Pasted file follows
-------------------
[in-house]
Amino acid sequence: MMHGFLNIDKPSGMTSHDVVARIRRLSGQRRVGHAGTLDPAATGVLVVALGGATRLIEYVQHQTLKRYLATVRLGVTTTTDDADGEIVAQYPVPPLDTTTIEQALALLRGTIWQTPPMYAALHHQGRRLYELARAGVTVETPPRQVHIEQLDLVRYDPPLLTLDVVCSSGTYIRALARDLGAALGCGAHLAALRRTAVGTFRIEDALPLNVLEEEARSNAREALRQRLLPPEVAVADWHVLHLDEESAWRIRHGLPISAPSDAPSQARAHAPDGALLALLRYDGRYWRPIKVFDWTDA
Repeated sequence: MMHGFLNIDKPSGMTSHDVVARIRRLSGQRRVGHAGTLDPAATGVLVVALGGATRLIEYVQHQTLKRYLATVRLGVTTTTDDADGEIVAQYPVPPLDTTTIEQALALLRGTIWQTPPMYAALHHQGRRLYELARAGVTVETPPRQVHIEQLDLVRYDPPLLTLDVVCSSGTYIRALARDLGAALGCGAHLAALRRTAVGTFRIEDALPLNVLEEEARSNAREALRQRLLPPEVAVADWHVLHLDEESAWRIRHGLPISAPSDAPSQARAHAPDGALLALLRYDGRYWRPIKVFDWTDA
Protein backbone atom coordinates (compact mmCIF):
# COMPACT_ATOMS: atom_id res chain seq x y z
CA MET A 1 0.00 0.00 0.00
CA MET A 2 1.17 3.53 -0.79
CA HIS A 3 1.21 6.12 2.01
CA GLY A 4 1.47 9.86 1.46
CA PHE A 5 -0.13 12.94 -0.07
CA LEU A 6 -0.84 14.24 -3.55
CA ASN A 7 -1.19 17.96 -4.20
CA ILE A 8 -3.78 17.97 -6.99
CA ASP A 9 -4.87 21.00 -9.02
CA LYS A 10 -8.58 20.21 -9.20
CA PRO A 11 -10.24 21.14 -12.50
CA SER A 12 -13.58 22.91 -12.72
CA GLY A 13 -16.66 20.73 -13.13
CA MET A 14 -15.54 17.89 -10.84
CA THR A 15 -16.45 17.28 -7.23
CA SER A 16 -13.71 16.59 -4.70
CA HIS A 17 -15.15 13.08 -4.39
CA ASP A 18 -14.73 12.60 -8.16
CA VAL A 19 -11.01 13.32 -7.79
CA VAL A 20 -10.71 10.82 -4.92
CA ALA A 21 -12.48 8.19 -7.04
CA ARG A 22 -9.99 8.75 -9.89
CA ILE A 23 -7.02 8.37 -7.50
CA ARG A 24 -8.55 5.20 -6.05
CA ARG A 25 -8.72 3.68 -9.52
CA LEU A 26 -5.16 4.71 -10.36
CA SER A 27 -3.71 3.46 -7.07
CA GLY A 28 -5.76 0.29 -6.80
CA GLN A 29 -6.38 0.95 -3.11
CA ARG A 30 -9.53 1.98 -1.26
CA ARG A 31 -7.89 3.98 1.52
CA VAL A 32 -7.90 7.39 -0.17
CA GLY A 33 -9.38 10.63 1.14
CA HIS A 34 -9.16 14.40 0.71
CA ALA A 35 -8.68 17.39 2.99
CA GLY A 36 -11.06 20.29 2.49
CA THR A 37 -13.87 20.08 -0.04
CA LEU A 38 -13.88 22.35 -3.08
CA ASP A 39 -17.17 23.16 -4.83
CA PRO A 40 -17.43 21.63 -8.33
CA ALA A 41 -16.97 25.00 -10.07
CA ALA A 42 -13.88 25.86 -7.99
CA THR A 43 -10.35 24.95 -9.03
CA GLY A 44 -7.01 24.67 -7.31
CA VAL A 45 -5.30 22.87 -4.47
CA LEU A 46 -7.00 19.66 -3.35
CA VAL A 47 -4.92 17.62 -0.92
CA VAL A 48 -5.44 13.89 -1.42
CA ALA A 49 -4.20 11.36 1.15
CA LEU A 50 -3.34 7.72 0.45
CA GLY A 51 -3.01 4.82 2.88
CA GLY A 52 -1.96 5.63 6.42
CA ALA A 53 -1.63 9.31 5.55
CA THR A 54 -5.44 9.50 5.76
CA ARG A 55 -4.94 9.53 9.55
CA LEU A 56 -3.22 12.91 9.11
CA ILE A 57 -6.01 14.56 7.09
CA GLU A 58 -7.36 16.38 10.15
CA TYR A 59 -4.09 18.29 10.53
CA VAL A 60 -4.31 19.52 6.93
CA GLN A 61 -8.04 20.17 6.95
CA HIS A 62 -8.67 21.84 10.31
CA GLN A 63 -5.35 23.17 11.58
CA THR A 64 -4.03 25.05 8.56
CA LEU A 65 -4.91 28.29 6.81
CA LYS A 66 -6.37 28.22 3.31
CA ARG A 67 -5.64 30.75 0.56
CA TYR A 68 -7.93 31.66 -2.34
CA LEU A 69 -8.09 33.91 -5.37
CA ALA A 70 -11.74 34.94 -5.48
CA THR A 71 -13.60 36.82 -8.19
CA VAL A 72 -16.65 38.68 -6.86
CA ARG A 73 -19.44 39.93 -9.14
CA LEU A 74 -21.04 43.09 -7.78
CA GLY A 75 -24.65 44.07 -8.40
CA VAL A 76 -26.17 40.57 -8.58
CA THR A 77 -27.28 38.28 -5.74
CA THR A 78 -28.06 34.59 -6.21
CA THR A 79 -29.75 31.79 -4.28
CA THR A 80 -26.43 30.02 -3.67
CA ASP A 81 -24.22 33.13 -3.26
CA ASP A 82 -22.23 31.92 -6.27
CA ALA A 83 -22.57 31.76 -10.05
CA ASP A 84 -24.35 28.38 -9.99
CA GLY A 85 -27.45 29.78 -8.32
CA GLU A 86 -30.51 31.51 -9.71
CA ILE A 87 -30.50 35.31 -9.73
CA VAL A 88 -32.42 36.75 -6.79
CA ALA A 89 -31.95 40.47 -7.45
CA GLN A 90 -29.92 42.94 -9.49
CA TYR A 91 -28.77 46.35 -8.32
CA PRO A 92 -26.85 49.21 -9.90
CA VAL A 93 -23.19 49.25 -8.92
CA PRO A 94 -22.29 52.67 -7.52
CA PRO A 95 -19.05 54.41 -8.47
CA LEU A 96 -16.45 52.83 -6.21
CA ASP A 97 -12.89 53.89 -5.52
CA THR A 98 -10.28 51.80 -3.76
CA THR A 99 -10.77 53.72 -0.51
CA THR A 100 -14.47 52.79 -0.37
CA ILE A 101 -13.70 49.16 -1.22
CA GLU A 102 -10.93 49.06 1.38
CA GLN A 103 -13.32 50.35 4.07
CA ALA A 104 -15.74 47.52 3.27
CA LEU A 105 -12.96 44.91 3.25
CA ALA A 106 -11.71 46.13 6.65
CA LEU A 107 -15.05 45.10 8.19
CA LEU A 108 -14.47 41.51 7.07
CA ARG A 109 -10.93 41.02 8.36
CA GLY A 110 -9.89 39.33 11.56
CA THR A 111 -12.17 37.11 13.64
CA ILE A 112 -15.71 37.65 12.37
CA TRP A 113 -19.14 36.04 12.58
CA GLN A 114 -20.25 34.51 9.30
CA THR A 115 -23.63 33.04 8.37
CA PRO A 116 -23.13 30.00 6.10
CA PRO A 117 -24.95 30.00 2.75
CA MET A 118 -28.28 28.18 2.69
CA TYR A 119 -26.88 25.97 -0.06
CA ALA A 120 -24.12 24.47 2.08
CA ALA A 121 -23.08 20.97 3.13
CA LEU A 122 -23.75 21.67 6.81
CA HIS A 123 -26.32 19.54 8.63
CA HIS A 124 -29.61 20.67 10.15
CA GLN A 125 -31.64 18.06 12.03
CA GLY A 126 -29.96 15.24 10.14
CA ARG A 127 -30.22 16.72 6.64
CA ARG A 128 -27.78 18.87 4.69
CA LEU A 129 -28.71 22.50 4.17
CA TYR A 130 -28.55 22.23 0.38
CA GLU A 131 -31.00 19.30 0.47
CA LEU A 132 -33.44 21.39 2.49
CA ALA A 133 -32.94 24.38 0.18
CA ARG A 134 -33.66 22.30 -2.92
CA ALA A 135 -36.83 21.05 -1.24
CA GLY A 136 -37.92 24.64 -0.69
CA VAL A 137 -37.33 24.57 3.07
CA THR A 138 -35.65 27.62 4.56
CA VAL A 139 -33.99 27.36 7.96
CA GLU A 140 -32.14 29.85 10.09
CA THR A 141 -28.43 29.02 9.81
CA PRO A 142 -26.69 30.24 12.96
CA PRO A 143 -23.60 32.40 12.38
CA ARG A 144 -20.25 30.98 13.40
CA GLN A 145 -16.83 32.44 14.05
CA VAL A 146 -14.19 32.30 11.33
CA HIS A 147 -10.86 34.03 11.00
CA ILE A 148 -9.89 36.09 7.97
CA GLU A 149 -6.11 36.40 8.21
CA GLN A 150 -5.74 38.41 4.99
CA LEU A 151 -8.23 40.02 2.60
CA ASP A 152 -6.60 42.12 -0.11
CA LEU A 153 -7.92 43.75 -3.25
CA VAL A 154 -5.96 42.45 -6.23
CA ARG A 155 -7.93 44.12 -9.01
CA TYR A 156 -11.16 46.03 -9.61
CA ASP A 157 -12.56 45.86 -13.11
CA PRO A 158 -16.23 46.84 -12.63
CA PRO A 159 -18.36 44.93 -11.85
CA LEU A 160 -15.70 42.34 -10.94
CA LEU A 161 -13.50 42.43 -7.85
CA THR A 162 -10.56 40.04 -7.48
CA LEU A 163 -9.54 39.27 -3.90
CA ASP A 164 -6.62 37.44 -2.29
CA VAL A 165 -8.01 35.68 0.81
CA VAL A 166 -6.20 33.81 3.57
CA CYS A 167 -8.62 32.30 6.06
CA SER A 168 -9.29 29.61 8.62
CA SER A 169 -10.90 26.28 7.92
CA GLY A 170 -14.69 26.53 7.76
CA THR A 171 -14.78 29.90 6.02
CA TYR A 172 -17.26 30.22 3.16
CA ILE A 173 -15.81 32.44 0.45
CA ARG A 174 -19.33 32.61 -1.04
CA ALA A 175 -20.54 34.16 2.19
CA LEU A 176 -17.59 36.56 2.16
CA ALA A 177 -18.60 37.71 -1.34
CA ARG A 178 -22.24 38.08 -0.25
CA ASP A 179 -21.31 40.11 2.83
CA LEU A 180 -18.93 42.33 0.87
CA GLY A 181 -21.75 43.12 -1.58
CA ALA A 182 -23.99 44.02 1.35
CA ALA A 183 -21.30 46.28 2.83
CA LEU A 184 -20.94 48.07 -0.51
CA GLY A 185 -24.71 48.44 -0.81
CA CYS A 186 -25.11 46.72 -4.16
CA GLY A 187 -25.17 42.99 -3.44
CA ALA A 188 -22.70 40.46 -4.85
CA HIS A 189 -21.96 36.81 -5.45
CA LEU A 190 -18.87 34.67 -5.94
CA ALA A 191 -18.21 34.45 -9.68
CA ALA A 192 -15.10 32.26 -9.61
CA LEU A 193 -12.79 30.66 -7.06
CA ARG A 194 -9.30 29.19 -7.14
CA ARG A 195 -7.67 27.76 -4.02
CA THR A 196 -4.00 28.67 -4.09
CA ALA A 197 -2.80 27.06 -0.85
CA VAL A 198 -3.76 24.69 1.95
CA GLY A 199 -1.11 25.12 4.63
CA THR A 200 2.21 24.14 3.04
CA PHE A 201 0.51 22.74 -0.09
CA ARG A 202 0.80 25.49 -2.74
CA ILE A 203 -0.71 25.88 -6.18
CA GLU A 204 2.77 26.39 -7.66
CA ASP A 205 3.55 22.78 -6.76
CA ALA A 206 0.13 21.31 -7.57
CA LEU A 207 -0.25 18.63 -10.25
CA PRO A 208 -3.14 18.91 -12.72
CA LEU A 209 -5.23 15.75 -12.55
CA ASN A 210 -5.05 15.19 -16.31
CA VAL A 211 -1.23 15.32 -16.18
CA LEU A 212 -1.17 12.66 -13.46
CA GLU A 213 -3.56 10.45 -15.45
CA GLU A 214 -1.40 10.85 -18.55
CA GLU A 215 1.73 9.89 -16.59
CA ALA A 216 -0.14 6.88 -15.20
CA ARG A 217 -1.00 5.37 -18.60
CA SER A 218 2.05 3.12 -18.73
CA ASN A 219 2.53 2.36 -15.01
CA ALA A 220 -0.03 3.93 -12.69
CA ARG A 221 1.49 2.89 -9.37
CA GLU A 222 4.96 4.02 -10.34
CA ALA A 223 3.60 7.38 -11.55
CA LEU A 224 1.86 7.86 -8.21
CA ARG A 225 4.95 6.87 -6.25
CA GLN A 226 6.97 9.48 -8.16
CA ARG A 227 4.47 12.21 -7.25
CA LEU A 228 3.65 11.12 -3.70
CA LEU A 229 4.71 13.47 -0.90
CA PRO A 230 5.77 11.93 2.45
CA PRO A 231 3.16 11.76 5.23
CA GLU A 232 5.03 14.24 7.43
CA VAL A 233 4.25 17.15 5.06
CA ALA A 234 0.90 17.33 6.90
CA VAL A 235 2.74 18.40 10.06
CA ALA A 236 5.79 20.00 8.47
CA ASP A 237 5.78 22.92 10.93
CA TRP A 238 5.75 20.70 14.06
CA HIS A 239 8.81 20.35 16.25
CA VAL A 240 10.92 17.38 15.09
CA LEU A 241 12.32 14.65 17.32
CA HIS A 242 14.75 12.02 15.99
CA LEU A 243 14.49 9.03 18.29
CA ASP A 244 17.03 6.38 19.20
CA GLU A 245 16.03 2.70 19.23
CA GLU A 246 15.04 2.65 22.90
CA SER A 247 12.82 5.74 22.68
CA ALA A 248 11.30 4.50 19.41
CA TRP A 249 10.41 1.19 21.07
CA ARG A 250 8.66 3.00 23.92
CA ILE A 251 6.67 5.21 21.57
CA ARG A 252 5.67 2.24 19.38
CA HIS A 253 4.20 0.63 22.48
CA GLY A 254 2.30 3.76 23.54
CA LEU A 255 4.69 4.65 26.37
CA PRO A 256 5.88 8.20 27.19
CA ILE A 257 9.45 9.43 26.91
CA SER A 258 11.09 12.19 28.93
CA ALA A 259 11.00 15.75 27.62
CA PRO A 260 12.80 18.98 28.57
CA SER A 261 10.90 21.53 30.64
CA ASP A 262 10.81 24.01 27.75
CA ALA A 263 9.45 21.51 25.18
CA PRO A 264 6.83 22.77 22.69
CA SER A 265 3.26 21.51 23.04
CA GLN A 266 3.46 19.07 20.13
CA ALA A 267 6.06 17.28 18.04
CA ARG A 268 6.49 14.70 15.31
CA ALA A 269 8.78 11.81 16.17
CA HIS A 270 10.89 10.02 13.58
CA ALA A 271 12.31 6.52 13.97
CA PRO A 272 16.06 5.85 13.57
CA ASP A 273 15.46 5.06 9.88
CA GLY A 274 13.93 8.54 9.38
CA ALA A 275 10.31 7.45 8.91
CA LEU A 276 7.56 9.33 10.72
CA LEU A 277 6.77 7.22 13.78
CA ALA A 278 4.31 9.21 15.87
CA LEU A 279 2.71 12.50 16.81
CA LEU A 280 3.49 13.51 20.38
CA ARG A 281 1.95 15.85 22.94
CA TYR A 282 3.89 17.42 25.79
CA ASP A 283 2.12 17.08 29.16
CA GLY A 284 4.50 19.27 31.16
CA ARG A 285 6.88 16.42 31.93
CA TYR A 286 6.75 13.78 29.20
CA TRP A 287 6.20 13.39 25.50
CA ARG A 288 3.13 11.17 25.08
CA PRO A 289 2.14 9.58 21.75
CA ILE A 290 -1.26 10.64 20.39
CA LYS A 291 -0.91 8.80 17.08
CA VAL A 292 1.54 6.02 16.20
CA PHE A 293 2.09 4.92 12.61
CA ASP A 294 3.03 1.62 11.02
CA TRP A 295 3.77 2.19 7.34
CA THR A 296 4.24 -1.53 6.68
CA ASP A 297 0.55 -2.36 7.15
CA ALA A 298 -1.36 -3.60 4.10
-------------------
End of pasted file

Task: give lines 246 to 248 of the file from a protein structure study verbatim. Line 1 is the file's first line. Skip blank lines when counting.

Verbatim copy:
CA LEU A 241 12.32 14.65 17.32
CA HIS A 242 14.75 12.02 15.99
CA LEU A 243 14.49 9.03 18.29